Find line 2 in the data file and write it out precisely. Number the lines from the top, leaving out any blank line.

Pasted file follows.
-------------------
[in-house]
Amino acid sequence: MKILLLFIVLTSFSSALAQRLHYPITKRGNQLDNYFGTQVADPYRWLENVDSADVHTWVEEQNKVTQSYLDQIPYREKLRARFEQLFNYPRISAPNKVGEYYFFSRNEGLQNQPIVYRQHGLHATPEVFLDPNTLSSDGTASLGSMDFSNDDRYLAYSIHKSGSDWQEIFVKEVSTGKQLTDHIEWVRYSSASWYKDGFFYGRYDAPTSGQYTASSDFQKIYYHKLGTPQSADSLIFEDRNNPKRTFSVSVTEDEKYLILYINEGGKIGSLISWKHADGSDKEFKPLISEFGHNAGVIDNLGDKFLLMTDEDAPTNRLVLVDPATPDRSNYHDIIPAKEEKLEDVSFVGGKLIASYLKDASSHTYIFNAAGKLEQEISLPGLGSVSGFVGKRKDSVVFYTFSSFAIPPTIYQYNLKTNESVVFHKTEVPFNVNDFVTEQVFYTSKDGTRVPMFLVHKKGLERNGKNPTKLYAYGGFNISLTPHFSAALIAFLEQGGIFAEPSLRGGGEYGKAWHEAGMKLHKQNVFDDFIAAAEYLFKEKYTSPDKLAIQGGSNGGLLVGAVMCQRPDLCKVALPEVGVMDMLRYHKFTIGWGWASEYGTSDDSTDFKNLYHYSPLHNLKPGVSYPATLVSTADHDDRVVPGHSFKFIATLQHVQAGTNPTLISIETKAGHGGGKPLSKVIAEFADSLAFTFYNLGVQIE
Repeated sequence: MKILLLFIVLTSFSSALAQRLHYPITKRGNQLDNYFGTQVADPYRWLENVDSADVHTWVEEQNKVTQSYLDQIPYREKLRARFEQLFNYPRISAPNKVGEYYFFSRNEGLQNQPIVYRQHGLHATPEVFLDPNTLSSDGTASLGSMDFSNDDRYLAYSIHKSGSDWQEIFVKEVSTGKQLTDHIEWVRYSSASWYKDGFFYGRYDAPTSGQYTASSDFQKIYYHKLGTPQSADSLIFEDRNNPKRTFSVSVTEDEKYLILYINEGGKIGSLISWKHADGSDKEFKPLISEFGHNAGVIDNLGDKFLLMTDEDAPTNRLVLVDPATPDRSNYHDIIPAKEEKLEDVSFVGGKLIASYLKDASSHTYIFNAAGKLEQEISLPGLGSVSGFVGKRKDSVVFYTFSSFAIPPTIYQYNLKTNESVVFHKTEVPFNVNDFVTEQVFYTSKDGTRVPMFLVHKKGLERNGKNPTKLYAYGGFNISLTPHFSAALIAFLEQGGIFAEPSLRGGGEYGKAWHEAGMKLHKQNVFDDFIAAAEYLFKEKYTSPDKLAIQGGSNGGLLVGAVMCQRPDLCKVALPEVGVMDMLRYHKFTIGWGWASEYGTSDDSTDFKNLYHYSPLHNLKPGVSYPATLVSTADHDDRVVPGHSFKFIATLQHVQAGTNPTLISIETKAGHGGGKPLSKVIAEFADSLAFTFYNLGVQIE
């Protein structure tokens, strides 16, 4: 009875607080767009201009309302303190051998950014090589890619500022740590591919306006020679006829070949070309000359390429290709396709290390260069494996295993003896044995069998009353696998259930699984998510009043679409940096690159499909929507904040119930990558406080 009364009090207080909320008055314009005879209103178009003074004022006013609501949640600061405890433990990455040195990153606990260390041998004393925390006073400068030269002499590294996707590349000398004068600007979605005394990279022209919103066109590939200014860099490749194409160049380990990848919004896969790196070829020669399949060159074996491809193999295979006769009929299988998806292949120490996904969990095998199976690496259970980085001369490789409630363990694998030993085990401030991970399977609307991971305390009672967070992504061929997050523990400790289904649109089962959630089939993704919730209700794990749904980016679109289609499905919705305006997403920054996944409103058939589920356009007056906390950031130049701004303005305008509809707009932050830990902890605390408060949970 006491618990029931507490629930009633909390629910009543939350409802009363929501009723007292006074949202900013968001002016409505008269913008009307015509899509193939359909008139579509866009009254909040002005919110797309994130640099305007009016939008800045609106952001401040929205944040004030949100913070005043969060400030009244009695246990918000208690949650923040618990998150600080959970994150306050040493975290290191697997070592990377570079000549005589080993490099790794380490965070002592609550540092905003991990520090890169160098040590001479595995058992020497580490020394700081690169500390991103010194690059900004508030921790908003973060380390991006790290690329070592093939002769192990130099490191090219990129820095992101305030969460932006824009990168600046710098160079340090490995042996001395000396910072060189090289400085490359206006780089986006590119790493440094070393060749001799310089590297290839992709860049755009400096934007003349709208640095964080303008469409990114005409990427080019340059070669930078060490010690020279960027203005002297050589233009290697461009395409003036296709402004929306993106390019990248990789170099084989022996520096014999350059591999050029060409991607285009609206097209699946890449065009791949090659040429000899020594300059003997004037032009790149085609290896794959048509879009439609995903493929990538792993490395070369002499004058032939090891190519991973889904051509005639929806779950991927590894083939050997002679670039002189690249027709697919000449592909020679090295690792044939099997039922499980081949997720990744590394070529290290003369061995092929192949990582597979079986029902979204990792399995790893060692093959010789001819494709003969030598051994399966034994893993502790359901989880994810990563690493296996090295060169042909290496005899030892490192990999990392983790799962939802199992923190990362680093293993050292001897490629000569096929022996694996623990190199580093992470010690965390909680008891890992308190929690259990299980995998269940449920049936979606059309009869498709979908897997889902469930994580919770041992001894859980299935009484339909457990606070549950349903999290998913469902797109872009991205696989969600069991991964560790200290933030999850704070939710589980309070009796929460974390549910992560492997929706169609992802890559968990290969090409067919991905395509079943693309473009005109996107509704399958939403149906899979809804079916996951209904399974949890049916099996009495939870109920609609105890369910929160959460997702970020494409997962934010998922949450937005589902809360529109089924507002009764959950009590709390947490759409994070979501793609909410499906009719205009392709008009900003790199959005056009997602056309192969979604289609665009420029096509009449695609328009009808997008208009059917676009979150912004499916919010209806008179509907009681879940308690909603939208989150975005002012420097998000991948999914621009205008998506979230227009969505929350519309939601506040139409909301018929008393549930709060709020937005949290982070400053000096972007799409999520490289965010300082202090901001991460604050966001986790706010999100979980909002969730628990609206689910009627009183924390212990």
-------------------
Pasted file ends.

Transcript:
Amino acid sequence: MKILLLFIVLTSFSSALAQRLHYPITKRGNQLDNYFGTQVADPYRWLENVDSADVHTWVEEQNKVTQSYLDQIPYREKLRARFEQLFNYPRISAPNKVGEYYFFSRNEGLQNQPIVYRQHGLHATPEVFLDPNTLSSDGTASLGSMDFSNDDRYLAYSIHKSGSDWQEIFVKEVSTGKQLTDHIEWVRYSSASWYKDGFFYGRYDAPTSGQYTASSDFQKIYYHKLGTPQSADSLIFEDRNNPKRTFSVSVTEDEKYLILYINEGGKIGSLISWKHADGSDKEFKPLISEFGHNAGVIDNLGDKFLLMTDEDAPTNRLVLVDPATPDRSNYHDIIPAKEEKLEDVSFVGGKLIASYLKDASSHTYIFNAAGKLEQEISLPGLGSVSGFVGKRKDSVVFYTFSSFAIPPTIYQYNLKTNESVVFHKTEVPFNVNDFVTEQVFYTSKDGTRVPMFLVHKKGLERNGKNPTKLYAYGGFNISLTPHFSAALIAFLEQGGIFAEPSLRGGGEYGKAWHEAGMKLHKQNVFDDFIAAAEYLFKEKYTSPDKLAIQGGSNGGLLVGAVMCQRPDLCKVALPEVGVMDMLRYHKFTIGWGWASEYGTSDDSTDFKNLYHYSPLHNLKPGVSYPATLVSTADHDDRVVPGHSFKFIATLQHVQAGTNPTLISIETKAGHGGGKPLSKVIAEFADSLAFTFYNLGVQIE